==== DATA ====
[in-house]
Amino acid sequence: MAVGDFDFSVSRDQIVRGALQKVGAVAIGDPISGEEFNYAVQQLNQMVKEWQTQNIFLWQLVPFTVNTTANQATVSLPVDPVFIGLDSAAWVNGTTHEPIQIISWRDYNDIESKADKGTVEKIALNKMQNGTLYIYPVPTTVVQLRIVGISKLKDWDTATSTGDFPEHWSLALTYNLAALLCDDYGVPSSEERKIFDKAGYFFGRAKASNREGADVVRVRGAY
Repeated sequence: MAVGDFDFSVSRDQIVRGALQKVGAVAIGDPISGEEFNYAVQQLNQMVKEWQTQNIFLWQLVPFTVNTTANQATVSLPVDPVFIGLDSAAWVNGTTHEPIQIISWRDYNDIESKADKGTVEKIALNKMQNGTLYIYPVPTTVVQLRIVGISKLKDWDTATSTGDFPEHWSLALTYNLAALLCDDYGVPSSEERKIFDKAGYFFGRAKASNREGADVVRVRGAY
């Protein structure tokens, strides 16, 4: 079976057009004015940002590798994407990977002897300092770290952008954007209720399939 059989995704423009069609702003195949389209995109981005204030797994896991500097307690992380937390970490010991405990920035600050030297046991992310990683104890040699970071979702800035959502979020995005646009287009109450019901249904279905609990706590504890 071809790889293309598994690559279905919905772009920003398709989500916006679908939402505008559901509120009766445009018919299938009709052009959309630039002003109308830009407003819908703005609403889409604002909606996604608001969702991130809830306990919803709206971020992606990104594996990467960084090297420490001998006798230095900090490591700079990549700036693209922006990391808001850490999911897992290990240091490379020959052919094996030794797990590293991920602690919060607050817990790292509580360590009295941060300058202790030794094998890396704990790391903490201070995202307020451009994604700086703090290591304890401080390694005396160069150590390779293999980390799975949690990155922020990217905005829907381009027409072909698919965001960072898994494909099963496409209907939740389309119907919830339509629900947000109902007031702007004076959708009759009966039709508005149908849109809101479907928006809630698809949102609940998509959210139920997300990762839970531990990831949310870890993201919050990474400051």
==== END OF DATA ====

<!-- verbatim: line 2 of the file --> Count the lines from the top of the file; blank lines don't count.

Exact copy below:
Amino acid sequence: MAVGDFDFSVSRDQIVRGALQKVGAVAIGDPISGEEFNYAVQQLNQMVKEWQTQNIFLWQLVPFTVNTTANQATVSLPVDPVFIGLDSAAWVNGTTHEPIQIISWRDYNDIESKADKGTVEKIALNKMQNGTLYIYPVPTTVVQLRIVGISKLKDWDTATSTGDFPEHWSLALTYNLAALLCDDYGVPSSEERKIFDKAGYFFGRAKASNREGADVVRVRGAY